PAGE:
Beautifully simple melodies played at an almost-breakneck pace. Hooks with grit and just a little grace. And guitars that sound just right (thank you, Mr. Newport).
As for the style of the band members, well, that comes across more in the attitude than the music itself. Sure, this stuff has balls, but it's not pure buzzsaw. There's a sweet side to Fabulous Disaster, and it comes out at all the right moments.
These songs wouldn't have worked if they weren't written so well. All the attitude and great production and all doesn't matter if the songs themselves suck. Fabulous Disaster is anything but. Quite the happy pill for my aching head.
Your Trendy Dump
Strangely crafty pop stylings. Glasstown plays astonishingly crafted stuff, but it comes across as fresh and exciting rather than dull and stilted. And a damned good thing that is, too.
The writing is what's crafted. Which is not to say that the playing sucks, but it's looser than the songs themselves. And that serves to make everything sound much more energetic and lively. The lyrics are occasionally long-winded, but they're always pleasantly sly, which is good enough for me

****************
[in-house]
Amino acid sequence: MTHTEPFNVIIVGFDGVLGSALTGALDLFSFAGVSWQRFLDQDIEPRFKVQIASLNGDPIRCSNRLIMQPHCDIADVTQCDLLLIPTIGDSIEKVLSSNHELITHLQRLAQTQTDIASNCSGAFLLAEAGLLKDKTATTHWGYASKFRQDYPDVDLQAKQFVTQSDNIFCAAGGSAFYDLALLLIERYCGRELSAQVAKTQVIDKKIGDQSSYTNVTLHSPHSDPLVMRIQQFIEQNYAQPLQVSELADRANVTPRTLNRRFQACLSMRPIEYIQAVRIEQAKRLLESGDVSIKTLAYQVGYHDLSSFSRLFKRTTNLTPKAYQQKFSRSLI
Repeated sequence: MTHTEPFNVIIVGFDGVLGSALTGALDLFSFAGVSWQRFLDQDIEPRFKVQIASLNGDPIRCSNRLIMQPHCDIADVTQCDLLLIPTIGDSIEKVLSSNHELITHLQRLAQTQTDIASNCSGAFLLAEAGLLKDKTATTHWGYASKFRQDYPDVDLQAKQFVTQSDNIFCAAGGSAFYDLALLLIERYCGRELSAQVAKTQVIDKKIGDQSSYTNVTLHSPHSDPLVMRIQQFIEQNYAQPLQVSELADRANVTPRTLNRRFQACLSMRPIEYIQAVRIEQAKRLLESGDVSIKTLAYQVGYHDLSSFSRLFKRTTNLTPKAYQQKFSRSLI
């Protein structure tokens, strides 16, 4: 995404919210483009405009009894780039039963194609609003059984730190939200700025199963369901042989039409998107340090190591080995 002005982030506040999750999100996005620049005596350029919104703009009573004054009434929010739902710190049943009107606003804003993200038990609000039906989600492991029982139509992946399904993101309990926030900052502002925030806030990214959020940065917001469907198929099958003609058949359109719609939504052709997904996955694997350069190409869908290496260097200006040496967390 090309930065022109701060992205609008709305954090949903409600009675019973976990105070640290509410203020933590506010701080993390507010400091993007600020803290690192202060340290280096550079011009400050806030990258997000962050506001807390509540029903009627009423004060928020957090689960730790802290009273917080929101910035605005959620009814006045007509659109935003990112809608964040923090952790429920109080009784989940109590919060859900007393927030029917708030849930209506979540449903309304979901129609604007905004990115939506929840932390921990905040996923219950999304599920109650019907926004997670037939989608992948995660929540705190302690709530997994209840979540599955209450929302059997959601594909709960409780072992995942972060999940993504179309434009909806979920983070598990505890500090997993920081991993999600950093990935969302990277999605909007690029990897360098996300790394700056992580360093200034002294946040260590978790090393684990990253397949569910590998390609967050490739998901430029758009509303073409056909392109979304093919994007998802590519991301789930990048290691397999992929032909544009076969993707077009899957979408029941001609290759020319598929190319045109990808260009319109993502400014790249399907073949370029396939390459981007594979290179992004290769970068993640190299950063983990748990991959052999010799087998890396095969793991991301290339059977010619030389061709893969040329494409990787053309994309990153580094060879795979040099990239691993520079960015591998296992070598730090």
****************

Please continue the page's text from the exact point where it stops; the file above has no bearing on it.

I have the feeling that I'm making no sense whatsoever. Let's see if I can rectify that. Glasstown worked its ass off in the studio to come up with this disc (there are plenty of little touches here and there), but I'd say these songs would work just as well live and somewhat less prettified. Though they're dreadfully wonderful as they are here.
That didn't work at all. Maybe I'm simply overcome. Anything's possible. Whatever the case, I'm really knocked out by what Glasstown does. This is some really fine work. And if I don't get anything else across, perhaps that message with suffice.